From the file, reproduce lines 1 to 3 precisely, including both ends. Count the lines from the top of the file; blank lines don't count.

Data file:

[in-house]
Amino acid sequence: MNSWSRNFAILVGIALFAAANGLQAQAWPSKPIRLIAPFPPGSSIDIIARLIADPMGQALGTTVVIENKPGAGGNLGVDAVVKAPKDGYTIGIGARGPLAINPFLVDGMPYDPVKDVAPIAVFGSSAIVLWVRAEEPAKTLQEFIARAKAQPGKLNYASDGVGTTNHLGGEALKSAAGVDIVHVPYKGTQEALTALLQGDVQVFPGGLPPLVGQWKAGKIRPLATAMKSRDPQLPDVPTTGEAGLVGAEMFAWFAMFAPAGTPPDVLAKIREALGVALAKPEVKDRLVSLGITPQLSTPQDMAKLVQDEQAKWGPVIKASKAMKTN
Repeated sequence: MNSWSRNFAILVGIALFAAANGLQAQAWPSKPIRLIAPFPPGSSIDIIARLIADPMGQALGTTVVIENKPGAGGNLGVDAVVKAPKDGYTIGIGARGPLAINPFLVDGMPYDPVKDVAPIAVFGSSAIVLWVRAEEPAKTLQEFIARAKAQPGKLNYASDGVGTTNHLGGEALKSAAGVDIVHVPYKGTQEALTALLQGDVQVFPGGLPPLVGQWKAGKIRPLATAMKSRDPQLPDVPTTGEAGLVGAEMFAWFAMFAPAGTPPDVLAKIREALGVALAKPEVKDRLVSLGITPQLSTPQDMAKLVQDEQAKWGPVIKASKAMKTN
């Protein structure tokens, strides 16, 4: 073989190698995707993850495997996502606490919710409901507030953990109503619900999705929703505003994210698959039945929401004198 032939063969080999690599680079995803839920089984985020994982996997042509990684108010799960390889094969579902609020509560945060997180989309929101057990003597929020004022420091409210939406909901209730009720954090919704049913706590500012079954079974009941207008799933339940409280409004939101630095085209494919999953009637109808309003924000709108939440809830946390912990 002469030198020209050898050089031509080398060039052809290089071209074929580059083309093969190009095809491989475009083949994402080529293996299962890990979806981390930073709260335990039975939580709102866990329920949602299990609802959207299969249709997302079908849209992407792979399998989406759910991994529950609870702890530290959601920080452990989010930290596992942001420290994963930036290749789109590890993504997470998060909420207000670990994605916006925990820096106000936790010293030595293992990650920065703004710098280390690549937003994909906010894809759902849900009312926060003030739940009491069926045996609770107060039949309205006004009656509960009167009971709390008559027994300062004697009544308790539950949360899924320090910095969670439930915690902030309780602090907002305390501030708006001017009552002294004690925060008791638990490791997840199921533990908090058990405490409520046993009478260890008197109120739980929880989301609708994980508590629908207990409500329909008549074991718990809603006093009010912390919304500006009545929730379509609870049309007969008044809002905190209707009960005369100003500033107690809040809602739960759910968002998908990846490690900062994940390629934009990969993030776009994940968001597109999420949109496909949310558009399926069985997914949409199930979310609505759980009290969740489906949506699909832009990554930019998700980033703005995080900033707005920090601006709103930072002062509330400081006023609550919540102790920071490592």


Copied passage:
[in-house]
Amino acid sequence: MNSWSRNFAILVGIALFAAANGLQAQAWPSKPIRLIAPFPPGSSIDIIARLIADPMGQALGTTVVIENKPGAGGNLGVDAVVKAPKDGYTIGIGARGPLAINPFLVDGMPYDPVKDVAPIAVFGSSAIVLWVRAEEPAKTLQEFIARAKAQPGKLNYASDGVGTTNHLGGEALKSAAGVDIVHVPYKGTQEALTALLQGDVQVFPGGLPPLVGQWKAGKIRPLATAMKSRDPQLPDVPTTGEAGLVGAEMFAWFAMFAPAGTPPDVLAKIREALGVALAKPEVKDRLVSLGITPQLSTPQDMAKLVQDEQAKWGPVIKASKAMKTN
Repeated sequence: MNSWSRNFAILVGIALFAAANGLQAQAWPSKPIRLIAPFPPGSSIDIIARLIADPMGQALGTTVVIENKPGAGGNLGVDAVVKAPKDGYTIGIGARGPLAINPFLVDGMPYDPVKDVAPIAVFGSSAIVLWVRAEEPAKTLQEFIARAKAQPGKLNYASDGVGTTNHLGGEALKSAAGVDIVHVPYKGTQEALTALLQGDVQVFPGGLPPLVGQWKAGKIRPLATAMKSRDPQLPDVPTTGEAGLVGAEMFAWFAMFAPAGTPPDVLAKIREALGVALAKPEVKDRLVSLGITPQLSTPQDMAKLVQDEQAKWGPVIKASKAMKTN